A 23-year-old Georgia woman is facing a charge of “malice murder” — a crime that is punishable by the death penalty — after allegedly ending her pregnancy by taking abortion-inducing medication that she purchased online.
The case presents just the latest example of a U.S. woman who’s been arrested and criminally charged for taking abortion pills, even though advocates on both sides of the abortion debate typically say that desperate women should not face jail time for attempting to end a pregnancy.
According to WALB-TV, Kenlissa Jones asked a neighbor to drive her to the hospital this past weekend because she was experiencing stomach pain. In the car, Jones delivered a fetus that WALB-TV reports was approximately five and a half months old, which died in the hospital about 30 minutes later. She was arrested after a hospital social worker told officers she had purchased abortion-inducing pills online.
CREDIT: Screenshot via WALB-TV
In Georgia, abortions after the first trimester may only be performed in a licensed hospital, in a licensed ambulatory surgical center, or in a licensed abortion clinic. Georgia also has a 20-week abortion ban on the books that criminalizes pregnancy terminations after five months.
However, Georgia’s statute on feticide also explicitly states that a woman should not be charged with murder for attempting to end her own pregnancy.
National Advocates for Pregnant Women (NAPW), an organization that frequently represents women charged with allegedly harming their pregnancies, says that Jones’ case fits into a larger pattern of authorities abusing fetal homicide laws. As in Georgia, many of these state-level policies are carefully written to prevent the prosecution of pregnant women themselves. Nonetheless, these statutes are increasingly being used to punish women who have miscarriages or stillbirths, or who resort to illegal abortion pills because they feel they have no other good options. Some women have been charged with murder for allegedly seeking to harm their fetuses by using illicit drugs or even simply falling down the stairs.
In a statement released on Tuesday, NAPW — which is offering free legal aid to Jones — argued that the unfolding case in Georgia underlines the fact that the anti-abortion movement’s legal strategy will ultimately punish women in vulnerable situations. Criminalizing abortion, after all, allows pregnant women to be cast as suspects in the eyes of the law.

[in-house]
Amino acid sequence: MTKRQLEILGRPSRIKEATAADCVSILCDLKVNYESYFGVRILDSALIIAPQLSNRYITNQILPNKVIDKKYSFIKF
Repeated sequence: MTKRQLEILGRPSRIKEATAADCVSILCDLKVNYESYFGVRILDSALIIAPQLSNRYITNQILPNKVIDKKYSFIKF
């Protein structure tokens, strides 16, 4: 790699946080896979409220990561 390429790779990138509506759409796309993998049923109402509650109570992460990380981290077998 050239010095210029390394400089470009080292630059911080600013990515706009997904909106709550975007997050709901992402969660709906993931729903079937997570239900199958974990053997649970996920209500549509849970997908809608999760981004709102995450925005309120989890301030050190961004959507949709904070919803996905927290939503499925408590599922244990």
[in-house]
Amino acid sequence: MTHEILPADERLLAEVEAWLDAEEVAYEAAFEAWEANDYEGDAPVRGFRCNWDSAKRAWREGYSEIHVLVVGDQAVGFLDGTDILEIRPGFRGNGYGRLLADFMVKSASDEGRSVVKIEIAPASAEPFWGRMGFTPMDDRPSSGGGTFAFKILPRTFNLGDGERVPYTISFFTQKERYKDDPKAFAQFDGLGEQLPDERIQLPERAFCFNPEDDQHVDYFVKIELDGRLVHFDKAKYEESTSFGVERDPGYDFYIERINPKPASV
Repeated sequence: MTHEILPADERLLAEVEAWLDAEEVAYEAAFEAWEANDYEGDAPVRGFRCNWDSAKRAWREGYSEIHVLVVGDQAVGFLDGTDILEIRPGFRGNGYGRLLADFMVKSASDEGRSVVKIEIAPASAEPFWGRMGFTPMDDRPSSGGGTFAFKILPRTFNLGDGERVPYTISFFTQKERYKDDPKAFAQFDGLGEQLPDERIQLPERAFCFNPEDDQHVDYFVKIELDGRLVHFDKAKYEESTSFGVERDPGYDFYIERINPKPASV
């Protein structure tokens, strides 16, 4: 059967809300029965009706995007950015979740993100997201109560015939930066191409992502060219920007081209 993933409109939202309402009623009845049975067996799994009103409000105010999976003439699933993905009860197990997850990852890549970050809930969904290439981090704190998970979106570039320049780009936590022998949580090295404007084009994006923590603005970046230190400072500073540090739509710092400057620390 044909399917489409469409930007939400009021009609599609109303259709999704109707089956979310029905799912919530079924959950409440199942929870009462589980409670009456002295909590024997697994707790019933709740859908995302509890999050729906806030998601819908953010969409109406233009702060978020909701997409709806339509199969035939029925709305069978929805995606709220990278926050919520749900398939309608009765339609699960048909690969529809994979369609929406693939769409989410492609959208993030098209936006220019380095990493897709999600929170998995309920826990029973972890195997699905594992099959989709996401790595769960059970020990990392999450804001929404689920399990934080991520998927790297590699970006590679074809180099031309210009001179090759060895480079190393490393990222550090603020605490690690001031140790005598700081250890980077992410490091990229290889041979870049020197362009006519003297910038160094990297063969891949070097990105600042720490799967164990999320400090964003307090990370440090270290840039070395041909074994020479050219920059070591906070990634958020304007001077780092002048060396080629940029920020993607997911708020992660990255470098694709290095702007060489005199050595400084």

“We call on leading anti-abortion organizations, who have publicly and repeatedly said that they oppose punishing women for having abortions, to stand with Kenlissa Jones and against the growing use of criminal laws to punish women for abortions or pregnancy outcomes,” the statement noted. “People who seek medical attention for any aspect of pregnancy — including prenatal care, labor and delivery, miscarriage, stillbirth, or abortion — should not fear arrest. There is no role for police or prosecutors in reproductive health.”
At least one anti-abortion group agrees. Genevieve Wilson of Georgia Right to Life told the Associated Press that this is the first time she’s heard of a woman being charged with murder for ending a pregnancy. “I am very surprised by the arrest,” Wilson said. “And I’m thinking that perhaps whoever made the arrest may not have known what the laws really are.”
Jones, who has a two-year child, is now being held without bond as state officials decide how to proceed with her case.
According to a study conducted by NAPW reviewing the prosecutions of women in relation to their pregnancies between 1973 and 2005, low-income women and women of color are disproportionately arrested under feticide laws. Black women are significantly more likely to be reported to authorities by hospital staff under suspicion that they harmed their unborn children.
According to Dougherty County District Attorney Greg Edwards, the murder charges against Jones were dropped on Wednesday. "I dismissed that malice murder warrant after thorough legal research by myself and my staff led to the conclusion that Georgia law presently does not permit prosecution of Ms. Jones for any alleged acts relating to the end of her pregnancy,” Edwards said. Jones still faces a misdemeanor charge of possession of a dangerous drug.